ST. CLAIRSVILLE, OHIO (WTRF) — Live fire training is a must if you want to become an even better firefighter.

Belmont College wanted to show the community during an unveiling ceremony Wednesday morning that construction is complete on a new modernized construction.

They call it, their Live Burn Building.

According to Belmont College, there are currently very few approved burn building structures within a 10-county radius of Belmont County.

The college tells 7News that recent Ohio rule changes requiring NFPA (National Fire Protection Association) safety regulated and inspected burn buildings have left an empty space for this type of training in the region.

According to Vogelsang, there are other burn units in the area, but none as thorough as the fire program at Belmont College.

Their Live Burn Building will help with training firefighters through the college’s Firefighter and EMS First Responders Program.

Another added benefit, according to Belmont College, is that because the burn unit now sits on campus it will save students, who are taking the course, both travel time and money.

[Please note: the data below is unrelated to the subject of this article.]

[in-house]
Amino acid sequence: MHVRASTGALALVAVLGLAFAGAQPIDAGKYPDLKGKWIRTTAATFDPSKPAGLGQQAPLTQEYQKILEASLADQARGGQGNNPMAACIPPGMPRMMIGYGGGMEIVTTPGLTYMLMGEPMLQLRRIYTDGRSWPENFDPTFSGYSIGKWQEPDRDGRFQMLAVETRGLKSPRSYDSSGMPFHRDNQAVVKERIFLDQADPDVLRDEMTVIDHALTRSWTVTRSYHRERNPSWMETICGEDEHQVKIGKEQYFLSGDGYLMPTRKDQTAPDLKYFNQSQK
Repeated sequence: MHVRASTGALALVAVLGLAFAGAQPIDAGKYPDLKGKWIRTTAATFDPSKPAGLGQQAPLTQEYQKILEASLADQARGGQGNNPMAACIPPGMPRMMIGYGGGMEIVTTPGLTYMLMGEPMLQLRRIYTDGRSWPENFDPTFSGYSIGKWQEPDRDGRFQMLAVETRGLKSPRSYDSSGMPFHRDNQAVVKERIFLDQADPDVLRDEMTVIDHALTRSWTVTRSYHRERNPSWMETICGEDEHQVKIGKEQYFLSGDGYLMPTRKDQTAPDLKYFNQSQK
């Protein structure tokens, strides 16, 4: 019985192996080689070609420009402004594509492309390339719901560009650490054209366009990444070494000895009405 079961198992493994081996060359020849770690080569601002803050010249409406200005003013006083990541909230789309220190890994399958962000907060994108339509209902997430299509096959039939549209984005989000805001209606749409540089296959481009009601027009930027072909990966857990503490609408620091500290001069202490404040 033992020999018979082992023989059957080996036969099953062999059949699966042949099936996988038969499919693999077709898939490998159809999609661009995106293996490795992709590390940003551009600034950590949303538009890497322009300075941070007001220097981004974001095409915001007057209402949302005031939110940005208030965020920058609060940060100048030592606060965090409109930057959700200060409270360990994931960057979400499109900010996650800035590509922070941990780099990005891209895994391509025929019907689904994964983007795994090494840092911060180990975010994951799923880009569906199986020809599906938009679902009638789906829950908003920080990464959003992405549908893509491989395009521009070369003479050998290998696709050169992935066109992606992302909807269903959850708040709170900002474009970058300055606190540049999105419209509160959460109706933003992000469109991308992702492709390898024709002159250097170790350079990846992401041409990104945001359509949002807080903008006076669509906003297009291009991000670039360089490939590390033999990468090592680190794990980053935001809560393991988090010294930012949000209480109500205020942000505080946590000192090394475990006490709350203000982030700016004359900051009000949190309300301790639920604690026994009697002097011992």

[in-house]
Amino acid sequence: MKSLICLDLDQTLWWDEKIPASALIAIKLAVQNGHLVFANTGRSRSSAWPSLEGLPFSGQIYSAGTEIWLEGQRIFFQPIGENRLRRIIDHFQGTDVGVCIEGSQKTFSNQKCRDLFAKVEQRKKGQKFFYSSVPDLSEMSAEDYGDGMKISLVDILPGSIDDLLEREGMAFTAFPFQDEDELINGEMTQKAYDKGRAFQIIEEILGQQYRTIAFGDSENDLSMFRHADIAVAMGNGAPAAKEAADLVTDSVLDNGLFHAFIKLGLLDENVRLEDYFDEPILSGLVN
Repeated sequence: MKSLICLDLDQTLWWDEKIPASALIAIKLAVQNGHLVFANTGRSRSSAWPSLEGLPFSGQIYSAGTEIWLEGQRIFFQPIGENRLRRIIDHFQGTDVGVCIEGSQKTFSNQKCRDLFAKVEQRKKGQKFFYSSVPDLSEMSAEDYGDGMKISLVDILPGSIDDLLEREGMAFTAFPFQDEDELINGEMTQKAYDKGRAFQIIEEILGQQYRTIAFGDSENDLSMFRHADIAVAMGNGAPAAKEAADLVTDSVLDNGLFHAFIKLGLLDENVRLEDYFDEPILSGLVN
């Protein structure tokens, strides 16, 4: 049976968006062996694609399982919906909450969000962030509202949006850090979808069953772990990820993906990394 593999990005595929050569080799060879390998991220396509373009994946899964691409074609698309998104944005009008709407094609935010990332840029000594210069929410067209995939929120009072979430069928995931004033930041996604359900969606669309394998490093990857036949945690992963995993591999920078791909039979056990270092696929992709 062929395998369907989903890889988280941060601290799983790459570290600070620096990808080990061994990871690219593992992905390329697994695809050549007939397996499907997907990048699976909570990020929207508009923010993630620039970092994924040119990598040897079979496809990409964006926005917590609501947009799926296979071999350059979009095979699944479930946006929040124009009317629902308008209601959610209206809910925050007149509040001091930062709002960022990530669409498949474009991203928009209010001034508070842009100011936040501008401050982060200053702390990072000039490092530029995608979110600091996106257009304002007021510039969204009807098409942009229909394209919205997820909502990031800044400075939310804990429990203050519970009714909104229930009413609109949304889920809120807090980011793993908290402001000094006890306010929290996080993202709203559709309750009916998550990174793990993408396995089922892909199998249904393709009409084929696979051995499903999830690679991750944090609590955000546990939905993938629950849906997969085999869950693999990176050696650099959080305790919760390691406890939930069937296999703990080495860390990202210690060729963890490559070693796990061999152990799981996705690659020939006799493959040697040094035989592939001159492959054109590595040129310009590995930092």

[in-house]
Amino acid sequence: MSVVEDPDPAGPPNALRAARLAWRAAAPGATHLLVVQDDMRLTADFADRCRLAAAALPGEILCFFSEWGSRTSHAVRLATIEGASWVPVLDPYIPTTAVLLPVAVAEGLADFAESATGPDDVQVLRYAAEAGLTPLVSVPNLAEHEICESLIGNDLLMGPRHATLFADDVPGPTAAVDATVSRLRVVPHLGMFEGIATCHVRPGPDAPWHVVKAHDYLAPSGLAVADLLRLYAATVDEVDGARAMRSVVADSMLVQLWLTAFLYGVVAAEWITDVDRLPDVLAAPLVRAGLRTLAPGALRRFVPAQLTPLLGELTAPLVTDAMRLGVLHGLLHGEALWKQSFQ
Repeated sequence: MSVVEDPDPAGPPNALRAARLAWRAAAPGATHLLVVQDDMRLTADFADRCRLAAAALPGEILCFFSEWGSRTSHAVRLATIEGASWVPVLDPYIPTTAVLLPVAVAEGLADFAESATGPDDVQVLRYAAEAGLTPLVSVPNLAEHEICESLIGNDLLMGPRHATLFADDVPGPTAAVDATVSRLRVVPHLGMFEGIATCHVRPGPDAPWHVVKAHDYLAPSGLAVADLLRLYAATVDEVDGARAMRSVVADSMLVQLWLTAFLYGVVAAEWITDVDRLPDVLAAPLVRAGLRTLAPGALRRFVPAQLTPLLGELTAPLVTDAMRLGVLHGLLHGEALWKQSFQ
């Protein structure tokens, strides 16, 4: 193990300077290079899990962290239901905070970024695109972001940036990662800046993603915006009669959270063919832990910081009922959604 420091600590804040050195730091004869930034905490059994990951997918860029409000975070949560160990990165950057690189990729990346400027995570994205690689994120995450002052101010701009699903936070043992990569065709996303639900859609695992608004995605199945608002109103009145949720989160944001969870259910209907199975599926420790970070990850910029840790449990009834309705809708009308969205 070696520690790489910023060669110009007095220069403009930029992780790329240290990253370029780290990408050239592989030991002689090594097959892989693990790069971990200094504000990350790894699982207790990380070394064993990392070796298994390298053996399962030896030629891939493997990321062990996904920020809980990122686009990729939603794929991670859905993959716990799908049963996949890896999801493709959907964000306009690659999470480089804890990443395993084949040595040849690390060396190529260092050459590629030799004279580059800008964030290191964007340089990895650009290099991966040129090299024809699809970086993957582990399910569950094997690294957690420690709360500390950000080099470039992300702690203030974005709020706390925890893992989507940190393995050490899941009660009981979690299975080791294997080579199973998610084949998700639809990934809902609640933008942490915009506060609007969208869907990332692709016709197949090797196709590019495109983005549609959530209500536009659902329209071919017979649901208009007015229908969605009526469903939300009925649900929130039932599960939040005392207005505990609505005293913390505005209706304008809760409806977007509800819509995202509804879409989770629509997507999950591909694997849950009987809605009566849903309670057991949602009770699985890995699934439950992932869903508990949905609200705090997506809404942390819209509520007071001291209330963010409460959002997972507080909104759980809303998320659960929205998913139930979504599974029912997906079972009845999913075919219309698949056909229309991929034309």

The new structure will provide students taking the course with live fire training for structure fires, flammable gas and flammable liquids.

In addition, students will receive confined space instruction along with search and rescue operations and rope rescue education.

These are the kind of training institutions that everybody wants and not everybody has. So, we’re really super excited to have one here. The closest ones are about 60 miles away and those are relatively new as well and before that we were driving to Columbus and Reynoldsburg for those kinds of buildings to use. So, we’re very excited to have this right here in our own county.

Ailsa Vogelsang, Belmont College Dir. of EMS & Fire

The Live Burn Building will also provide much needed training for law enforcement officers and local fire departments in the state.

And last but not least, students will receive forcible entry and tactical entry training with local law enforcement.

Vogelsang says the total cost of the project is around $1,000,000.